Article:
Now the battery is dead, configuration is lost after relatively short time again and you get error-codes constantly. A really new, fresh and unused chip is hard to get. Even its successor DS is pretty hard to get and darn expensive. At that point you wish you could add an external battery.
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Many other computers from the 90s used them as well. Throughout their lifetime, they do keep good time. Their lifetime is also quite long. Modules that are well over the stated lifetime of ten years may continue to keep time for another five years or so. The only serious drawback is the battery inside the module does eventually fail. When it runs down, you are left with the task of finding a new module and then justifying the purchase price against the actual value of the computer itself.
Fortunately, Peter Wendt of MCA Mafia fame has come up with an excellent page describing the subject of breaking open Dallas clock modules and how to connect them to external power sources. Go to his page now and read up on the subject. In fact, go print a copy of it right now. The suggested implement to open these modules is a Dremel tool. My Dremel tool--while a nice piece of equipment--spins at a minimum of 5, RPM and was all too happy to open not only the potting compound, but also the IC and in some cases, even the battery.
You will remember that I said something about a judicious application of violence on the Model 25 batteries page In any case, I turned to hand tools I started with a sharp knife to make the initial cuts and followed them up with by running the jaws of a needle nose pliers into the cuts.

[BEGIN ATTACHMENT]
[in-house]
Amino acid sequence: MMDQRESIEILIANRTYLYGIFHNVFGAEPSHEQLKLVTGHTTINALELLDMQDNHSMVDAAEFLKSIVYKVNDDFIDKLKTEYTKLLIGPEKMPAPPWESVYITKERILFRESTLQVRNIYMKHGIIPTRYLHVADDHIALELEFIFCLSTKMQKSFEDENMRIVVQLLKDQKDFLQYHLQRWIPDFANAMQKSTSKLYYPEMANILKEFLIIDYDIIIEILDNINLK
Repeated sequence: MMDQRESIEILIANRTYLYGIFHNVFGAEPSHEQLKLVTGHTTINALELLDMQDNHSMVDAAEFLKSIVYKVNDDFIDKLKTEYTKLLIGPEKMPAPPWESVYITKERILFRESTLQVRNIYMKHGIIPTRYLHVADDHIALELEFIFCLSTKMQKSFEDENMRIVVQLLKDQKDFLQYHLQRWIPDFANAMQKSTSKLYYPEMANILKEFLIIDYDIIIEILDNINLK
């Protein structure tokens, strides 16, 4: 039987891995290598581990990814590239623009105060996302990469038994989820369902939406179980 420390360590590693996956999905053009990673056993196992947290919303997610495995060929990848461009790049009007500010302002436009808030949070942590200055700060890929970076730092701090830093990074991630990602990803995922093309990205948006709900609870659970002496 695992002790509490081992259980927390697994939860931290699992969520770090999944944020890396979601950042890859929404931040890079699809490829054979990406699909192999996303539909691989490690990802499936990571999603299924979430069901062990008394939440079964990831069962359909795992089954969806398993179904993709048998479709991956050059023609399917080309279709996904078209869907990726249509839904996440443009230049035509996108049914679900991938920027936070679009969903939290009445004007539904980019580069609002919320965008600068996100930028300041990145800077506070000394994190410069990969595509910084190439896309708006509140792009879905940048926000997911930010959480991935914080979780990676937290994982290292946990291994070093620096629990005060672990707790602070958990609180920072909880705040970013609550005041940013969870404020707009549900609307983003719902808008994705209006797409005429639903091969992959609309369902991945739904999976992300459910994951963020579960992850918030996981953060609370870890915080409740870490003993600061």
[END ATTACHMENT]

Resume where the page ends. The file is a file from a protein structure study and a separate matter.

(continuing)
For the second module I reworked, I did all of the work using a moderately sized side cutters. Whatever you do, handle the pins on the module carefully. If you fix the bent pins too many times, they will break off. When you get past the potting compound and into the terminals, clear away just enough potting resin to catch the negative battery terminal heading up to the top of the package. You want to be sure the battery is disconnected, so double-check with a voltmeter.
It could start a fire, explode or just make a smelly mess. Soldering was the next big thing. In the event of a battery failure, the holder can be placed away from the sensitive planar or other circuitry.
To give the newly reworked module some more strength, I used hot glue to secure the battery leads and holder inside the system unit. This picture shows the second module I reworked in a Model Be sure not to use rechargeable batteries. There exists no modern day replacement for these, so re-energizing them is the only option.
DS12887 - DS12887 Real Time Clock Datasheet
Many other computers from the 90s used them as well. Throughout their lifetime, they do keep good time. Their lifetime is also quite long. Modules that are well over the stated lifetime of ten years may continue to keep time for another five years or so.